I’ve seen some embarrassing cash grab sequels in my many decades as an avid shitty movie fan, and this one is among the more shameful.
From writer/director Edward Bernds comes Return of the Fly, the sequel to The Fly, released in 1959. The first thing viewers of The Fly will notice is that, unlike its predecessor, Return was not shot in color. I cannot recall another sequel in film history that has gone from color in the original to black and white photography in the sequel. There are a couple examples the other way, notably The Hustler and The Color of Money.Continue reading “It Came from the ’50s: Return of the Fly”
This flick has quite the reputation. Search the internet for lists of the worst movies of all time, and this film will most likely be on it, and could very well be at the top. Its writer, director, and producer, Ed Wood, is a legend among shitty film fans. Not many people get a biopic made where the focus is on their ineptitude, but it happened to Ed Wood. And he earned it. But, I have disappointing news for any Ed Wood fan that happens upon this site. Plan 9 from Outer Space is not the worst movie I have ever seen. It doesn’t even crack the bottom 10.
From 1959, Plan 9 tells the story of an alien invasion of Earth. That’s the broad view, and the only part of the plot that makes sense. The details of the story are a nonsensical jumble of graveyard scenes and whatever footage Ed Wood managed to shoot of Bela Lugosi before the latter’s death in 1956. Continue reading “It Came from the ’50s: Plan 9 from Outer Space”
With a name like The Manster, it has to be shit, right?
From 1959 (but kept on a shelf until 1962), The Manster is a shitty American monster flick that looks like a joint American/Japanese production. But, it’s not. The Manster is a 100% American production that just happened to be shot in Japan, with many Japanese actors and crew. I made a point while watching this flick to go into the tubes and find out if there was a Japanese-language version of this flick shot side-by-side with the American release, à la Dracula, but there was not. That feels like something of a missed opportunity, as Japanese shitty movie fans would enjoy this piece of trash, I’m sure. Continue reading “It Came from the ’50s: The Manster”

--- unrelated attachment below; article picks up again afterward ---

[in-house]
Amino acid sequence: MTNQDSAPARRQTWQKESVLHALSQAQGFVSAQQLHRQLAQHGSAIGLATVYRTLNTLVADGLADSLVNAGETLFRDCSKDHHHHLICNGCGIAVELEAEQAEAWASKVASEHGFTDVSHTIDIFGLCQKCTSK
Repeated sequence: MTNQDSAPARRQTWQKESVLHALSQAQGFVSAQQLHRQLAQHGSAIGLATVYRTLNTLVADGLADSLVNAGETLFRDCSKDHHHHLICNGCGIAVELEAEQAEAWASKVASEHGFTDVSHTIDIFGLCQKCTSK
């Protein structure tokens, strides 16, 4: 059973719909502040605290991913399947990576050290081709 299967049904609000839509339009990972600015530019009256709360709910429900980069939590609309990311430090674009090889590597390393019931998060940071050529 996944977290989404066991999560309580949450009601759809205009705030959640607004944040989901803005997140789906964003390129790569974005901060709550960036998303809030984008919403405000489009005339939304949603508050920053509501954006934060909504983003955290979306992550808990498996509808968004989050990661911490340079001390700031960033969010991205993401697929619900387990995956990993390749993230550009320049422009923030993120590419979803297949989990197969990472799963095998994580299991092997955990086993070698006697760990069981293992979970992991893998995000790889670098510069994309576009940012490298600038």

What a ridiculous movie. I loved just about every shitty minute of it.
Released in 1959, Attack of the Giant Leeches comes to viewers from the Roger Corman stable. He didn’t direct, but he was the executive producer. The movie was helmed by Bernard L. Kowalski from a screenplay by Leo Gordon (who had a prolific career as a television actor). Continue reading “Giant Monstershow: Attack of the Giant Leeches”
Ray Kellogg returns! Just a day after the October Horrorshow Giant Monstershow featured Kellogg’s magnum opus, an ode to Bert I. Gordon entitled The Giant Gila Monster, we feature The Killer Shrews, also directed by Kellogg. In fact, it was filmed either immediately before, or immediately after The Giant Gila Monster (the internet is unclear on which, and I won’t be digging deeper to find out), and was released on the same day in 1959. This film is sibling to The Giant Gila Monster, but that doesn’t mean the two are identical. Well, they’re almost identical. Continue reading “Giant Monstershow: The Killer Shrews”
Of all the shitty monster movies that I’ve watched so far for the October Horrorshow Giant Monstershow, The Giant Gila Monster might be my favorite, just for how bumbling the whole thing is. It wallows in everything clichéd and bad about the giant monster subgenre of horror flicks from the 1950s. It does away with the expository scientist, sure, but replaces that tired trope with a hip teenager and his girl, following the lead of The Blob.Continue reading “Giant Monstershow: The Giant Gila Monster”